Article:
Some notes on a survey of what all I find in IndexedDB storage in Firefox. That’s something like cookies, a way for a website to store data on your computer, only in this case it’s a fancy NoSQL database. I’m using it myself and have found Firefox’s Storage Inspector unreliable and limited, so I built my own tool to look through my profile directory and tell me what it finds.
Example report from the tool:
https://twitter.com dm_typeahead 20160920 98304 conversations title metadata - users name_lowercase, screen_name https://www.smithsonianmag.com ONE_SIGNAL_SDK_DB 1 49152 Ids - NotificationOpened - Options - https://www.theguardian.com test 1 49152
That tells me
- Twitter has a database called “dm_typeahead” with three tables; conversations, metadata, and users. Users has two columns, name_lowercase and screen_name. It has a version string of “20160920” and was 98304 bytes big when last vacuumed.
- Smithsonian is using some SDK to create some tables about notifications, but they contain no columns at all.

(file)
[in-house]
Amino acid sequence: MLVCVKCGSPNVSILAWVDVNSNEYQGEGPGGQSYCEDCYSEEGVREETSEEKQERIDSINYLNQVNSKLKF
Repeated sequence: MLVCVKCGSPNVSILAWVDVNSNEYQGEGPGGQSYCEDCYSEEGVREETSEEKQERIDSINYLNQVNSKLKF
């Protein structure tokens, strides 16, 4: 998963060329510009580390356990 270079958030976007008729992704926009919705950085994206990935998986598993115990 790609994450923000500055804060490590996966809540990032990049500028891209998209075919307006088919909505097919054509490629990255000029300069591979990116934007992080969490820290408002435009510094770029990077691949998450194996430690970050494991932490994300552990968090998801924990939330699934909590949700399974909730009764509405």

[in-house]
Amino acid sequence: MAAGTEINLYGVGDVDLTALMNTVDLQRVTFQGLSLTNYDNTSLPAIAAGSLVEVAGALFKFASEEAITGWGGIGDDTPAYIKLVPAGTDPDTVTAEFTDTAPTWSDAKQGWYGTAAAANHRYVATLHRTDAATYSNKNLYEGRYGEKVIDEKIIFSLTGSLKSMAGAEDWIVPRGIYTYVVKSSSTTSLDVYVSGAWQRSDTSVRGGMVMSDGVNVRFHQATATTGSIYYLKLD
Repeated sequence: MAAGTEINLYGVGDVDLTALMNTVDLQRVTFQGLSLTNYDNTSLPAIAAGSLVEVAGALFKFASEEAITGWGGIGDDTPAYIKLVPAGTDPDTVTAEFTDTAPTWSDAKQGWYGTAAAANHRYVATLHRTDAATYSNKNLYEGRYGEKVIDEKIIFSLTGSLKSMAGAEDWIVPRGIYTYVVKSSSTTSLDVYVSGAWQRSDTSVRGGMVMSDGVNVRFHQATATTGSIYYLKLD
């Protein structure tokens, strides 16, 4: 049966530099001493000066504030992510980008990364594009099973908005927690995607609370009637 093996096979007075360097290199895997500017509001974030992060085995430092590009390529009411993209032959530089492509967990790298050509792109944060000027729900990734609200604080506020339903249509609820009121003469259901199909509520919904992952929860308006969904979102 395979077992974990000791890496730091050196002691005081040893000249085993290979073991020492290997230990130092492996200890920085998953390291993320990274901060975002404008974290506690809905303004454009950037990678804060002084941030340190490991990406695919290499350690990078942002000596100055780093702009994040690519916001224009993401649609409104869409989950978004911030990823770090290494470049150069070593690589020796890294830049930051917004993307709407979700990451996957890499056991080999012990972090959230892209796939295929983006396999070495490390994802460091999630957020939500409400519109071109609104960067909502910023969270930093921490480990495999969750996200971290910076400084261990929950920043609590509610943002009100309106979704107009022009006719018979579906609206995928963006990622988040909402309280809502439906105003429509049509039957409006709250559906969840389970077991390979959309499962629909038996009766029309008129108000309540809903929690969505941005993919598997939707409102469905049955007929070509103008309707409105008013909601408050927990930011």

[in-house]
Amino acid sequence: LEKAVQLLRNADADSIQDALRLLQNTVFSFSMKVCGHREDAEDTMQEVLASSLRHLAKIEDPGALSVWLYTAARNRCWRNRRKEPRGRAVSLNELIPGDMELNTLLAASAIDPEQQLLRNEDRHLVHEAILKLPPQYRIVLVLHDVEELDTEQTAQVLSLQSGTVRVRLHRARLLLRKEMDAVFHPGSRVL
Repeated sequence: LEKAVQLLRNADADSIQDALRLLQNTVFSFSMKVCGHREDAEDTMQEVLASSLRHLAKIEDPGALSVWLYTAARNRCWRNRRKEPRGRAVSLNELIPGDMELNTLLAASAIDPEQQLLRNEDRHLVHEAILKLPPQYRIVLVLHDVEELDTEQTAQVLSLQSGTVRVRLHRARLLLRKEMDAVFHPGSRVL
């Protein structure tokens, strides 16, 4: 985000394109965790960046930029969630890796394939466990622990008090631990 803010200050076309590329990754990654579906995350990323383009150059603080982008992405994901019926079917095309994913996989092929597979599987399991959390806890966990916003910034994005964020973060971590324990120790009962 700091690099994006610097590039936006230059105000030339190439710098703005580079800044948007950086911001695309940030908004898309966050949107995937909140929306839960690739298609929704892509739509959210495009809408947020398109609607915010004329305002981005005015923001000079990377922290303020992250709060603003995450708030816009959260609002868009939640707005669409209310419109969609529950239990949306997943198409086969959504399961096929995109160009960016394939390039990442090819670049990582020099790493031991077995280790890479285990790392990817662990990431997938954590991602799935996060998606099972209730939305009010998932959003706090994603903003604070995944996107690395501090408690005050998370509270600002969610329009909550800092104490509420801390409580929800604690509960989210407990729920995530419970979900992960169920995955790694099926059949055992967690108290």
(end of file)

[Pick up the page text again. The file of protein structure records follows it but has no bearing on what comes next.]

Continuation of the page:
- The Guardian created a database named “test” with no tables at all.
So what’d I find?
- A bunch of empty “test” databases, presumably testing the browser can do IndexedDB at all. This may be for detecting if the browser is in private mode.
- A bunch of sites use One Signal, which I guess manages those horrible HTML5 website notifications that spam pop ups. I’m religious about never allowing that, which is probably why I have no data.
- Several sites using Augur, a web tracking system.
- Things called LPSecureStorage and fibet; trackers?
- archive.org seems to be storing PC emulator state
- Amazon is caching a lot of data about books, maybe for Kindle Cloud?
- Twitter has extensive app-specific usage
- WordPress’ Calypso
- broadwayworld.com, a pretty spammy site, has a database named J7bhwj9e with some user tracking stats.
- ft.com has a bunch of databases named next:ads-v1 and next:image-v1 and the like
- wired.com has something called workbox.
The tool I built is in this gist.